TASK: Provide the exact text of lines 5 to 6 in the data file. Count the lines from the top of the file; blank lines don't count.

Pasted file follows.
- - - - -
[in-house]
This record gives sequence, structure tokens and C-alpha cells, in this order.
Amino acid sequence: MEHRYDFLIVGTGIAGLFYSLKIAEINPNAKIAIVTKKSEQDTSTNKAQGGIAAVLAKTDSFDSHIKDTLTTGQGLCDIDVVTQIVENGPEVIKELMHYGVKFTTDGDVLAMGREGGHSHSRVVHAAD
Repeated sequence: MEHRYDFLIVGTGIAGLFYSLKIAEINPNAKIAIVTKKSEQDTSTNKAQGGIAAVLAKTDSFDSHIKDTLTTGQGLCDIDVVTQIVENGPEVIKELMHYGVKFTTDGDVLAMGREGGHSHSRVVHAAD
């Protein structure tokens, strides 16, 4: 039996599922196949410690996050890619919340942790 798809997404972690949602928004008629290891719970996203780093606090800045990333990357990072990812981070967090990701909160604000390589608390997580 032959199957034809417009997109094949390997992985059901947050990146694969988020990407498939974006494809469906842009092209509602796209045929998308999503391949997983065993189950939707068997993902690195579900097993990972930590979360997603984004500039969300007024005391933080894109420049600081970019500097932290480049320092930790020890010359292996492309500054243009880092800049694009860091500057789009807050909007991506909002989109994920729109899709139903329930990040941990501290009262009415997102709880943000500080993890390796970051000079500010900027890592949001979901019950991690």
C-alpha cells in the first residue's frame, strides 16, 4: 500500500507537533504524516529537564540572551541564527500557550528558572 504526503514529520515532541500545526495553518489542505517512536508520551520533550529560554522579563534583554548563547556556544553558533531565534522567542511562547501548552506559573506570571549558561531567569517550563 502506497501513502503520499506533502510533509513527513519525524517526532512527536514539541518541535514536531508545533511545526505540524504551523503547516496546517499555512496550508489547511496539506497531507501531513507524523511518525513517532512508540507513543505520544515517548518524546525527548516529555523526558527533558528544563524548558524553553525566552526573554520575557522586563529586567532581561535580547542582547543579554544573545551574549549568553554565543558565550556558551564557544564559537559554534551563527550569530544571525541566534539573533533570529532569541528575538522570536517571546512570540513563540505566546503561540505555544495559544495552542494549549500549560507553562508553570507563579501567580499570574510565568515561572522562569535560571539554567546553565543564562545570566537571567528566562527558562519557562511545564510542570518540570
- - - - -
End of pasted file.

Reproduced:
């Protein structure tokens, strides 16, 4: 039996599922196949410690996050890619919340942790 798809997404972690949602928004008629290891719970996203780093606090800045990333990357990072990812981070967090990701909160604000390589608390997580 032959199957034809417009997109094949390997992985059901947050990146694969988020990407498939974006494809469906842009092209509602796209045929998308999503391949997983065993189950939707068997993902690195579900097993990972930590979360997603984004500039969300007024005391933080894109420049600081970019500097932290480049320092930790020890010359292996492309500054243009880092800049694009860091500057789009807050909007991506909002989109994920729109899709139903329930990040941990501290009262009415997102709880943000500080993890390796970051000079500010900027890592949001979901019950991690």
C-alpha cells in the first residue's frame, strides 16, 4: 500500500507537533504524516529537564540572551541564527500557550528558572 504526503514529520515532541500545526495553518489542505517512536508520551520533550529560554522579563534583554548563547556556544553558533531565534522567542511562547501548552506559573506570571549558561531567569517550563 502506497501513502503520499506533502510533509513527513519525524517526532512527536514539541518541535514536531508545533511545526505540524504551523503547516496546517499555512496550508489547511496539506497531507501531513507524523511518525513517532512508540507513543505520544515517548518524546525527548516529555523526558527533558528544563524548558524553553525566552526573554520575557522586563529586567532581561535580547542582547543579554544573545551574549549568553554565543558565550556558551564557544564559537559554534551563527550569530544571525541566534539573533533570529532569541528575538522570536517571546512570540513563540505566546503561540505555544495559544495552542494549549500549560507553562508553570507563579501567580499570574510565568515561572522562569535560571539554567546553565543564562545570566537571567528566562527558562519557562511545564510542570518540570